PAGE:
Try me little girl: Dylan tries honky tonk before moving on

by Tony Attwood

There is actually a copy of this song on the internet (at least at the moment of writing) – which is unusual for the Basement Complete – although it is only a fragment of the song, it gives you an idea if you don’t have the complete album.

https://soundhound.com/?t=100760562816634774

What we have here is a honky tonk 12 bar blues with some unusual extra chords added in – a complete song with lyrics.

The opening could be a thought through intro, but I rather suspect the guys had been playing for a while and only then did someone turn the tape on.

So we get three lines

Try me
Try me, little girl
We could raise a family

and then we go to the start of the first verse.  There are in fact two verses with the second being less distinct, or maybe less thought through, than the first.

Well they treat you like a dummy
Well they treat you like a slave
Nothin’ bout what you said, it’s all
What you gave
Try me
Try me
Try me, little girl
We could raise our family

Well, they treat so low
At the time I’ll ring out of way
Oh, baby tho baby, three’s gotta you gonna way
Oh, well it’s three in the morning
I get no room
Based on ?? she is ??
Try me
Try me
Try me, little girl
We gonna raise a family

Well, they treat so low
At the time I’ll ring out of way
Oh, nika tho nika, three’s gotta you gonna way
Oh, well it’s three in the morning,
I get no room
Based on cell she is sittin’ on room
Try me
Try me
Try me, little girl,
We gonna raise a family

The inimitiable Haiku 61 Revisted has ventured into this fragment and given us

Try me, little girl.
Let’s have ourselves a family.
Be with me, not them.

As the reviewer says, “The lyrics mostly make sense, but here and there they break down into syllabic silliness for the sake of speeding through the song.”

Given time this could have turned into a decent song, away from all the seriousness and insight of many of the album tracks that had come before it, but it was just that a standard bounce along 12 bar blues with an unexpected twist in the chords – which is seemingly there for no particular reason.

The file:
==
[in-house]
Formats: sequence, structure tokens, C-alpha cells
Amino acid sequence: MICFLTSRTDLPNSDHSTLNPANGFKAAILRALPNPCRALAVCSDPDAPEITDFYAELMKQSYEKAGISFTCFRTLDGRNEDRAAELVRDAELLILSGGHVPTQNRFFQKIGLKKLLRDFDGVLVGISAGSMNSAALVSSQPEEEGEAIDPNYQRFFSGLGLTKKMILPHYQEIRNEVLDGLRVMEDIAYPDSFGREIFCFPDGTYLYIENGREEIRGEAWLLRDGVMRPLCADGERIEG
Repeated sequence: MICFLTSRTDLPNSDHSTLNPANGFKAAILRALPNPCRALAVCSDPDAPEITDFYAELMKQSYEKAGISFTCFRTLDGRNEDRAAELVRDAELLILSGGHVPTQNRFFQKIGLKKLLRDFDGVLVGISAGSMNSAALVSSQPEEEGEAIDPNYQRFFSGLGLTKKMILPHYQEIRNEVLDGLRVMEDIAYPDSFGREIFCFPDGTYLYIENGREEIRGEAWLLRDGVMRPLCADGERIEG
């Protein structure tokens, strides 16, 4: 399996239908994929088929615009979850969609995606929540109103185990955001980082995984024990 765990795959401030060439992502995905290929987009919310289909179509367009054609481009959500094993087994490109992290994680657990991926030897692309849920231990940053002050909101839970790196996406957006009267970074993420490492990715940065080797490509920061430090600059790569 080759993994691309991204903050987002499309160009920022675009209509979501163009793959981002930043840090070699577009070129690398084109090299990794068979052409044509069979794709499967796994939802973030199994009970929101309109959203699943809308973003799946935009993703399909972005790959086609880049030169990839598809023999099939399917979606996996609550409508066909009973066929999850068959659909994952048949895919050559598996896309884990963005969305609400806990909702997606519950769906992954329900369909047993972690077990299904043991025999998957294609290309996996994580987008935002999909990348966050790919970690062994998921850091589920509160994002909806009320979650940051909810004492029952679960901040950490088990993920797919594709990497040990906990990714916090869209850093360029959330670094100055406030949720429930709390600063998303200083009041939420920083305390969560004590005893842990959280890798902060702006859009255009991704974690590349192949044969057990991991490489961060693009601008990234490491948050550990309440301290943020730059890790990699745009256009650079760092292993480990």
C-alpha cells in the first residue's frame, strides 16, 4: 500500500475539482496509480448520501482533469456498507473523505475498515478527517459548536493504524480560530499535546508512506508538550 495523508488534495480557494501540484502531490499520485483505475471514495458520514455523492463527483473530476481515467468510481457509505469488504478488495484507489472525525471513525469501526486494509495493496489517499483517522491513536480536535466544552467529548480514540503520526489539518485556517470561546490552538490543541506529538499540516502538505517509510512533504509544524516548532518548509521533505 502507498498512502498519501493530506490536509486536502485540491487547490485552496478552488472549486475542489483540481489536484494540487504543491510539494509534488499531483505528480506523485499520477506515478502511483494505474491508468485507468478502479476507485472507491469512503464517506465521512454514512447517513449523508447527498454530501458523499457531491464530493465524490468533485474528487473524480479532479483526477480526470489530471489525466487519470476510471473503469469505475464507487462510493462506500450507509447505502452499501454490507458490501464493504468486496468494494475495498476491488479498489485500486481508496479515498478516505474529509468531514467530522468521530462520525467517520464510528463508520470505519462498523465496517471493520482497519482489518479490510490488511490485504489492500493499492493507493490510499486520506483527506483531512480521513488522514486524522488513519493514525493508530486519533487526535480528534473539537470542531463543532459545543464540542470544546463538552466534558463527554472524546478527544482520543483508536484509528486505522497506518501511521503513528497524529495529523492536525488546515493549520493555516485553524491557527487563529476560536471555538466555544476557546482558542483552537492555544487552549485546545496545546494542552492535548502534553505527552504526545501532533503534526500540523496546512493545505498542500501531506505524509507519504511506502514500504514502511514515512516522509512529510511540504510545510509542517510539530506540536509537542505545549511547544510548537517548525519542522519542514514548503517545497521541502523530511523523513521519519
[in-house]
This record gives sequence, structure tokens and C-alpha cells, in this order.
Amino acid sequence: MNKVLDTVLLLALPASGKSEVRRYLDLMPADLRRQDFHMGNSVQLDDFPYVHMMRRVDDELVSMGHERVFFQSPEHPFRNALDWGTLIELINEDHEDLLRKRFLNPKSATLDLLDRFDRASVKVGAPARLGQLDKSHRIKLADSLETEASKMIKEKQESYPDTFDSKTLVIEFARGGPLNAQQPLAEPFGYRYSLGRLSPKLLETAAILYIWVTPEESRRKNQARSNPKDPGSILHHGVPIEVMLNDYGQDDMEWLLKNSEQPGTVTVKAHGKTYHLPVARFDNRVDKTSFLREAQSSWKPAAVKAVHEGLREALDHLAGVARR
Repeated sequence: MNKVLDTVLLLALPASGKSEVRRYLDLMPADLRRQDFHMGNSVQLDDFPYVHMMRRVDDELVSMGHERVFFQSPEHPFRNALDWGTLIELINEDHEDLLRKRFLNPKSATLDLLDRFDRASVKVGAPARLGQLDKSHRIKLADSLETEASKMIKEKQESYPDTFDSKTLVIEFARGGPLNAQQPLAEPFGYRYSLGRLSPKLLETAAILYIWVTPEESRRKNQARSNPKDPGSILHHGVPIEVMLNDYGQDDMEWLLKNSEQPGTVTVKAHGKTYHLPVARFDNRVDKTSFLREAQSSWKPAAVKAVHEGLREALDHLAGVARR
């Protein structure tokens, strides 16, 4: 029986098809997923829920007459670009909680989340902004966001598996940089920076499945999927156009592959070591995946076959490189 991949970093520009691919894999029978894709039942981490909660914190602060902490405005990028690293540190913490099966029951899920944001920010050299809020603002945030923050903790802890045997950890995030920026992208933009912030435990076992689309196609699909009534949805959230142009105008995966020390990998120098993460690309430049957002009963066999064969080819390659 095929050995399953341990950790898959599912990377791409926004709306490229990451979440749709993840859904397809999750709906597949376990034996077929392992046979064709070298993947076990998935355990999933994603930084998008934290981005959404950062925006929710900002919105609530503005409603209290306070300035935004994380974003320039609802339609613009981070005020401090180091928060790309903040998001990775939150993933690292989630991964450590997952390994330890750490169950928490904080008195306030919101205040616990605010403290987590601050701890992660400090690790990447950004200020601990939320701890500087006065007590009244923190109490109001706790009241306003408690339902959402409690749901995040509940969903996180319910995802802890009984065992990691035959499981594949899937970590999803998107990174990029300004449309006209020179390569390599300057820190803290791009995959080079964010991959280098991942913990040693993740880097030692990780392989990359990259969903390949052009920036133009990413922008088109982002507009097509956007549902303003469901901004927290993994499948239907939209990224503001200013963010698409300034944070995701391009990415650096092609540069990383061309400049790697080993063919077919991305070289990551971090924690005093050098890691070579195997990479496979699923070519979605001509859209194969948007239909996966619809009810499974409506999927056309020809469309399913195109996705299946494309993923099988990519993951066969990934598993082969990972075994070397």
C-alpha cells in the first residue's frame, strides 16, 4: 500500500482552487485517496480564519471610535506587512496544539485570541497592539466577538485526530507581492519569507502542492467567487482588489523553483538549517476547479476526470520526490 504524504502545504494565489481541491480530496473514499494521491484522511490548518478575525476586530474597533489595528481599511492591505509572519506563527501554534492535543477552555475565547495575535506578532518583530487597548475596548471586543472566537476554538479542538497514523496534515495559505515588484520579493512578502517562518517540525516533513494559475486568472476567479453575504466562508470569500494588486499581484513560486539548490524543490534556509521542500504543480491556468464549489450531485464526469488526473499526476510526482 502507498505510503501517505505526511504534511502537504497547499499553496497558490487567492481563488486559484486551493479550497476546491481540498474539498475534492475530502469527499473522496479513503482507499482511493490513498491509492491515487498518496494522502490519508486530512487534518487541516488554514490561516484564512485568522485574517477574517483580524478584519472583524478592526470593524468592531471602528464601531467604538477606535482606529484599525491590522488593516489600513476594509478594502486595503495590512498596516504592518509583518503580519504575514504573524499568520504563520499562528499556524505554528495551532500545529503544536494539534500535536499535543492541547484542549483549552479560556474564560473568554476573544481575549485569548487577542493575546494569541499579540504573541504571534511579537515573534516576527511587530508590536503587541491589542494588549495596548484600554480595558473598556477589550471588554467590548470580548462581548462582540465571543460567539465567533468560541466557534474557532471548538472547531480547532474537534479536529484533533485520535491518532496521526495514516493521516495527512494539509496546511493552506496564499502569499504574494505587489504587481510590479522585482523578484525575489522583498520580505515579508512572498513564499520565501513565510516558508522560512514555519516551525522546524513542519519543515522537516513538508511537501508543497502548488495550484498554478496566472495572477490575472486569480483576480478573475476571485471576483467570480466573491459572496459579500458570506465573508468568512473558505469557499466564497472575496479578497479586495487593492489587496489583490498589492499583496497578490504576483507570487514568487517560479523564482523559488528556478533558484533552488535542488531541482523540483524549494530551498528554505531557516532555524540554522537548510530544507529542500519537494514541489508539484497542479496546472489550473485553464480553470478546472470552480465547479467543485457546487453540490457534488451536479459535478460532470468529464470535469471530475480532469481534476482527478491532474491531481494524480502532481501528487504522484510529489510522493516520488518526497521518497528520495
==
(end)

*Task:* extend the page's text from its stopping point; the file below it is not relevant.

There might be some Dylan fans who particularly like this track, but I suspect that the majority of buyers of the complete set of Basement Tapes have listened, and moved on in the hope of more exciting fare later.

Indeed if we look at the compositions that came immediately before this, we can see that Dylan was indeed just trying out this, that and every other form to see what came out.

But this song does mark something of an end of this “let’s start and see what happens” approach because of next two songs on the Complete Basement series seem to be much more thought through.

Indeed it is interesting that having had all the recordings of other people’s songs we suddenly get six Dylan compositions in a row at the end of disc 2: a series that continues onto disk 3.

What else is on the site?

You’ll find an index to our latest posts arranged by themes and subjects on the home page.  You can also see details of our main sections on this site at the top of this page under the picture.

The index to the 500+ songs reviewed is now on a new page of its own.  You will find it here.  It contains reviews of every Dylan composition that we can find a recording of – if you know of anything we have missed please do write in.

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And please do note   The Bob Dylan Project, which lists every Dylan song in alphabetical order, and has links to licensed recordings and performances by Dylan and by other artists, is starting to link back to our reviews

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